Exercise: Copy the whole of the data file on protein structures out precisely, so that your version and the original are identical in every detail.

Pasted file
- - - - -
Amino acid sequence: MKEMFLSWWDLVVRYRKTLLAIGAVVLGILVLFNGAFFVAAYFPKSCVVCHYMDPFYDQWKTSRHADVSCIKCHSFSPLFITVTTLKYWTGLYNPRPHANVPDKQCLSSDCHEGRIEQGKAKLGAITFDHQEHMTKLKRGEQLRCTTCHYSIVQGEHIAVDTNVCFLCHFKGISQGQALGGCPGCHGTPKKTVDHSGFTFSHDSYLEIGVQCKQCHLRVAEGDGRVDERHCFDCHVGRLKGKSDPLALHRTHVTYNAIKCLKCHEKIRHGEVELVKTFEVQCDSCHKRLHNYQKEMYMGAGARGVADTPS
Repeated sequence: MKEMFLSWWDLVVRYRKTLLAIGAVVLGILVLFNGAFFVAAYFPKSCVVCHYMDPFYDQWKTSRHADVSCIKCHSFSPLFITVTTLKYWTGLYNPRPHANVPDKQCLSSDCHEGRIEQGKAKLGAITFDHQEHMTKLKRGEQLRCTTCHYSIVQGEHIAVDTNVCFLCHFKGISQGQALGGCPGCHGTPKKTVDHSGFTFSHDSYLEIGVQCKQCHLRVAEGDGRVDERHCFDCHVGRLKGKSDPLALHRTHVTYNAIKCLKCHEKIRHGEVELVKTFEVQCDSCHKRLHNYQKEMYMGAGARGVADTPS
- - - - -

Amino acid sequence: MKEMFLSWWDLVVRYRKTLLAIGAVVLGILVLFNGAFFVAAYFPKSCVVCHYMDPFYDQWKTSRHADVSCIKCHSFSPLFITVTTLKYWTGLYNPRPHANVPDKQCLSSDCHEGRIEQGKAKLGAITFDHQEHMTKLKRGEQLRCTTCHYSIVQGEHIAVDTNVCFLCHFKGISQGQALGGCPGCHGTPKKTVDHSGFTFSHDSYLEIGVQCKQCHLRVAEGDGRVDERHCFDCHVGRLKGKSDPLALHRTHVTYNAIKCLKCHEKIRHGEVELVKTFEVQCDSCHKRLHNYQKEMYMGAGARGVADTPS
Repeated sequence: MKEMFLSWWDLVVRYRKTLLAIGAVVLGILVLFNGAFFVAAYFPKSCVVCHYMDPFYDQWKTSRHADVSCIKCHSFSPLFITVTTLKYWTGLYNPRPHANVPDKQCLSSDCHEGRIEQGKAKLGAITFDHQEHMTKLKRGEQLRCTTCHYSIVQGEHIAVDTNVCFLCHFKGISQGQALGGCPGCHGTPKKTVDHSGFTFSHDSYLEIGVQCKQCHLRVAEGDGRVDERHCFDCHVGRLKGKSDPLALHRTHVTYNAIKCLKCHEKIRHGEVELVKTFEVQCDSCHKRLHNYQKEMYMGAGARGVADTPS